CT: I feel like people know your EBs, but what about the big basses? That Moon bass looks cool.

W: I wanted to get a good recording bass and was pretty into Larry Graham, so I thought I’d check out the Moon. I first played one in Chicago and then I ordered it through the mail. It’s pretty much Jazz style and intonates really well. I really only use the front pickup. It had single coils that hummed, so I put in these four coil pickups. I don’t remember how I got it, but they had a coil for each string. I put a balance control in, too, instead of two volumes. I also put in a preamp, but I haven’t used it in a long time.  


I’ve got a ’56 Fender with Thunderbird pickups.

I also have a Thunderbird bass that I got a long time ago on tour. It said “Dee Dee Ramone” on the case. It’s a ’66 non-reverse that they only did a limited run on. I like it better than the reverse ones. It’s got a 9-inch headstock though. When I was using that bass for gigs, I remember my left hand got really big. The muscle under my little finger got really huge from holding that fucking headstock up. I had to move the bridge because the intonation was all out. Probably because back then, you weren’t supposed to go down beneath the fifth fret.

I just got a Chinese-made Hofner Beatle bass, and I put flat wounds on it. It was only 250 bucks. I bought it for the Tav Falco tour. I haven’t played flat wounds in years.

The first bass I owned was a Kay. It kind of looked like Jack Bruce’s, and it was a hundred dollars. Got it out of the LA Times. It had flat wounds. You could fit your head between the strings and the fret board. Terrible action but it built up my fingers. Before this Beatle bass that was the last time I played flats.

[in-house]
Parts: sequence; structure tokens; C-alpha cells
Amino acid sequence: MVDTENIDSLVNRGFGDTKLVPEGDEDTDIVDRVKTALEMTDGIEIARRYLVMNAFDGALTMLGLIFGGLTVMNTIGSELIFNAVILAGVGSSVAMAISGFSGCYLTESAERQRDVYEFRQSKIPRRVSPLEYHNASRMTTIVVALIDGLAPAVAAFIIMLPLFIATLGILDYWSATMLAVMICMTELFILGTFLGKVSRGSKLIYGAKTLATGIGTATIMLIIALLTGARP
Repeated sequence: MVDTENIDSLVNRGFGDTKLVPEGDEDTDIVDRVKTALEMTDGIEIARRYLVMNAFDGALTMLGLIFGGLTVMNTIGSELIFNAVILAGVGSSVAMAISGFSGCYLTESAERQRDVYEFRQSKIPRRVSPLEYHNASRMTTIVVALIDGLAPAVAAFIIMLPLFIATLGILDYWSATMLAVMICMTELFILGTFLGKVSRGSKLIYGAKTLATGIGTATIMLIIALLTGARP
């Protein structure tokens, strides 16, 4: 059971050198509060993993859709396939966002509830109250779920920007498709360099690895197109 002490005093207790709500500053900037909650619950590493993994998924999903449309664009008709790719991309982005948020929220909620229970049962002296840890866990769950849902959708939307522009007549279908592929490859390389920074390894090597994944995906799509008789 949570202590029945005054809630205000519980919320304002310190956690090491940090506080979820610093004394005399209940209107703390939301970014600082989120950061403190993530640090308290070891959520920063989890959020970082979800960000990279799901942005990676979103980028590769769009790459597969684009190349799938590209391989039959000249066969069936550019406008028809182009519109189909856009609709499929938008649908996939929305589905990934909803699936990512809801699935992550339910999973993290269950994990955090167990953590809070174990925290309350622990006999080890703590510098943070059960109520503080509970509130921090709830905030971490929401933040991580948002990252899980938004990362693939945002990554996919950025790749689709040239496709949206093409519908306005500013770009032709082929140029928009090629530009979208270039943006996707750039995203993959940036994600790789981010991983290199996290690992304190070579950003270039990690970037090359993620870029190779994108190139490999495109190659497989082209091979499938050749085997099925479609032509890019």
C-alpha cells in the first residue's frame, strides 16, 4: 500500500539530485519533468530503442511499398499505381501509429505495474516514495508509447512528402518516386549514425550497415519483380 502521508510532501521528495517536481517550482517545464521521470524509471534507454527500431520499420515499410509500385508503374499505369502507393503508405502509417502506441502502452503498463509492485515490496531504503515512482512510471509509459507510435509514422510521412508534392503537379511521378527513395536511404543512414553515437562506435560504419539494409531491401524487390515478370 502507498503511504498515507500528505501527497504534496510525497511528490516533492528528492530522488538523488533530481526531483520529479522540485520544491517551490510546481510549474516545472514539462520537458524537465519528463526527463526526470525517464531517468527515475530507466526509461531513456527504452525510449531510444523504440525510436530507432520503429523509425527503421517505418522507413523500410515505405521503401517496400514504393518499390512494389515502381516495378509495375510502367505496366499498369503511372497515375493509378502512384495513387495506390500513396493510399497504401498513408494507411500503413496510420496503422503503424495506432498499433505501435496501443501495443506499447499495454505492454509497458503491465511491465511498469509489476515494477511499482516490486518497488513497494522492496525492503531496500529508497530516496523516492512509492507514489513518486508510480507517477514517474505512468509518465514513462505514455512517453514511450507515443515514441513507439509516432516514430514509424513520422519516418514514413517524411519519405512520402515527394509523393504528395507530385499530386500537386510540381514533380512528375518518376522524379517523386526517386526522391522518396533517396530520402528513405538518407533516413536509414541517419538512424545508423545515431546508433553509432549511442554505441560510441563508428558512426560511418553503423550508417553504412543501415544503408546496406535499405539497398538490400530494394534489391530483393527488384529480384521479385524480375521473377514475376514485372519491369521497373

I also have a P-bass made in Mexico. It’s got a jazz neck with a P-body and a Dave Allen pickup.


CT: What were some of the most memorable shows of your career?

W: Every one of those fucking Stooges shows.

CT: I bet!

W: I remember one Stooges show where I was out of tune for three songs. I was relying on a tuner and I’d never used a tuner in the sun. I couldn’t read the readout right. I remember Ig [Iggy Pop] turning around looking at me like, “What the fuck, Watt?” You see him going wild but he listens to every note.

Oh, and another one: Ig said, “I want you to do a 16-bar bass solo.” So when I was playing it, Ig comes up behind me and starts beating me on the ass with the mic, with the beat, doing quarter notes. So I guess I could feel it? After the gig, I took off my pants and he had beaten the shit out of my ass with that mike! (laughs)

All the Minutemen gigs were incredible. You get on stage with D. Boon . . . he wasn’t conceited, but when he got on stage he was like “I’m going to play now.” He’d get dancing and bunny-hopping and he’d put his heart out.